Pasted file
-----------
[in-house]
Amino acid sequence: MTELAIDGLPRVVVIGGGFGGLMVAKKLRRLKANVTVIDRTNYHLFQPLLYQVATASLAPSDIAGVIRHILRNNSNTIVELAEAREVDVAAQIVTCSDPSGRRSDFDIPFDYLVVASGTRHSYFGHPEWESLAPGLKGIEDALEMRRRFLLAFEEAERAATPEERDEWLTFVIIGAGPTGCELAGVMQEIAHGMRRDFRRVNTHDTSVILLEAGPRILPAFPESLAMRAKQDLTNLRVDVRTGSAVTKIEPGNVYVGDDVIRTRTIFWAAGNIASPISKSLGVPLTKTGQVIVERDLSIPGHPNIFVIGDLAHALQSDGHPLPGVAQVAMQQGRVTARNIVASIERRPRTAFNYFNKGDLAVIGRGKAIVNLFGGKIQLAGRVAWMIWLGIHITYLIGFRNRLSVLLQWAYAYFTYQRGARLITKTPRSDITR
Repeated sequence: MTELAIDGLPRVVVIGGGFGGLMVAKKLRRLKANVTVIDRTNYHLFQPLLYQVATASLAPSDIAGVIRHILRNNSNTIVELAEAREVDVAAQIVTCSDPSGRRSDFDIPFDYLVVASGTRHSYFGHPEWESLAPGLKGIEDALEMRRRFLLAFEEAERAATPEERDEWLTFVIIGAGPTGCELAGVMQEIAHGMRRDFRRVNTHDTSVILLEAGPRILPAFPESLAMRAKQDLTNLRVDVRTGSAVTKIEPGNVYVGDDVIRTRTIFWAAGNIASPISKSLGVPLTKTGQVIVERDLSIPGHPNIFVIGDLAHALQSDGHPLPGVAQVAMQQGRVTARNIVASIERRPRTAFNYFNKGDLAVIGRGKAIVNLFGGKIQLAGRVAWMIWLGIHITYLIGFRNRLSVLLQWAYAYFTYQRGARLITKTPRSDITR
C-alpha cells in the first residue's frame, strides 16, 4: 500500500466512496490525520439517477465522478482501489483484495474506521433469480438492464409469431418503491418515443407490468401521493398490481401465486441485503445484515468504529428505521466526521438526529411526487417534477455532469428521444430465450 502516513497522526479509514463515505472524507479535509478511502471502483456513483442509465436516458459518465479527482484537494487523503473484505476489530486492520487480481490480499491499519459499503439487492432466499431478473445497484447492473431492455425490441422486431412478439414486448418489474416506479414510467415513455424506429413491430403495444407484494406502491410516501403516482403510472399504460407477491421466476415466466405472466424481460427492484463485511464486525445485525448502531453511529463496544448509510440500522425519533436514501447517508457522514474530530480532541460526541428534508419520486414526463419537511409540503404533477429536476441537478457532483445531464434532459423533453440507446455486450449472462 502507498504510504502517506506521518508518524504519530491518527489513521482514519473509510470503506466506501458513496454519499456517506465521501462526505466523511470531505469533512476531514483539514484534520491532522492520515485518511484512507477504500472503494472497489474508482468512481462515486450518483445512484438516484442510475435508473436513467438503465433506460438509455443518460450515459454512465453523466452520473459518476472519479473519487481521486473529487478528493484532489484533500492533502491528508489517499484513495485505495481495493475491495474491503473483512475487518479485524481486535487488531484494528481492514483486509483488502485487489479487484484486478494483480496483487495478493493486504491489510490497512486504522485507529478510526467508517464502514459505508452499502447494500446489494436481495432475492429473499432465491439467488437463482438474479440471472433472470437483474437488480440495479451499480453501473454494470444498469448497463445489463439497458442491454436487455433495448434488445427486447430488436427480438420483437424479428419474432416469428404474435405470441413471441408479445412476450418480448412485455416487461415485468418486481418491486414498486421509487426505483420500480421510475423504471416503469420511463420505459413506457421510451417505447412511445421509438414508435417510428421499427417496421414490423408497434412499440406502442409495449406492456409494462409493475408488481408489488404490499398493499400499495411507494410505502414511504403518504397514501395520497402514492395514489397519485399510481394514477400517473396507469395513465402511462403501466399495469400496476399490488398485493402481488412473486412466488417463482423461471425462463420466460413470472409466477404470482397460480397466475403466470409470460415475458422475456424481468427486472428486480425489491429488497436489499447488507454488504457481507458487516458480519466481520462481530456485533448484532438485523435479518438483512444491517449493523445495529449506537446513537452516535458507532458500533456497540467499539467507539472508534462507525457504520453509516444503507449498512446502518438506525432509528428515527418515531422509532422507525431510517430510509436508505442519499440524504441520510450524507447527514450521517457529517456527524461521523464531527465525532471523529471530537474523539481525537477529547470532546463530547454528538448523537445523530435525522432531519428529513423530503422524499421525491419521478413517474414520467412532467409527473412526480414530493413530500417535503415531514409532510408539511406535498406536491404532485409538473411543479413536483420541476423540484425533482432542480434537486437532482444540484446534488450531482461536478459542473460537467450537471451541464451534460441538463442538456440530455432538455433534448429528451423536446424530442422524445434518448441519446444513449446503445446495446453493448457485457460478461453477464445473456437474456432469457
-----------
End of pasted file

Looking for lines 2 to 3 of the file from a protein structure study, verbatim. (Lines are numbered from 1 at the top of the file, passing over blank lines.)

Amino acid sequence: MTELAIDGLPRVVVIGGGFGGLMVAKKLRRLKANVTVIDRTNYHLFQPLLYQVATASLAPSDIAGVIRHILRNNSNTIVELAEAREVDVAAQIVTCSDPSGRRSDFDIPFDYLVVASGTRHSYFGHPEWESLAPGLKGIEDALEMRRRFLLAFEEAERAATPEERDEWLTFVIIGAGPTGCELAGVMQEIAHGMRRDFRRVNTHDTSVILLEAGPRILPAFPESLAMRAKQDLTNLRVDVRTGSAVTKIEPGNVYVGDDVIRTRTIFWAAGNIASPISKSLGVPLTKTGQVIVERDLSIPGHPNIFVIGDLAHALQSDGHPLPGVAQVAMQQGRVTARNIVASIERRPRTAFNYFNKGDLAVIGRGKAIVNLFGGKIQLAGRVAWMIWLGIHITYLIGFRNRLSVLLQWAYAYFTYQRGARLITKTPRSDITR
Repeated sequence: MTELAIDGLPRVVVIGGGFGGLMVAKKLRRLKANVTVIDRTNYHLFQPLLYQVATASLAPSDIAGVIRHILRNNSNTIVELAEAREVDVAAQIVTCSDPSGRRSDFDIPFDYLVVASGTRHSYFGHPEWESLAPGLKGIEDALEMRRRFLLAFEEAERAATPEERDEWLTFVIIGAGPTGCELAGVMQEIAHGMRRDFRRVNTHDTSVILLEAGPRILPAFPESLAMRAKQDLTNLRVDVRTGSAVTKIEPGNVYVGDDVIRTRTIFWAAGNIASPISKSLGVPLTKTGQVIVERDLSIPGHPNIFVIGDLAHALQSDGHPLPGVAQVAMQQGRVTARNIVASIERRPRTAFNYFNKGDLAVIGRGKAIVNLFGGKIQLAGRVAWMIWLGIHITYLIGFRNRLSVLLQWAYAYFTYQRGARLITKTPRSDITR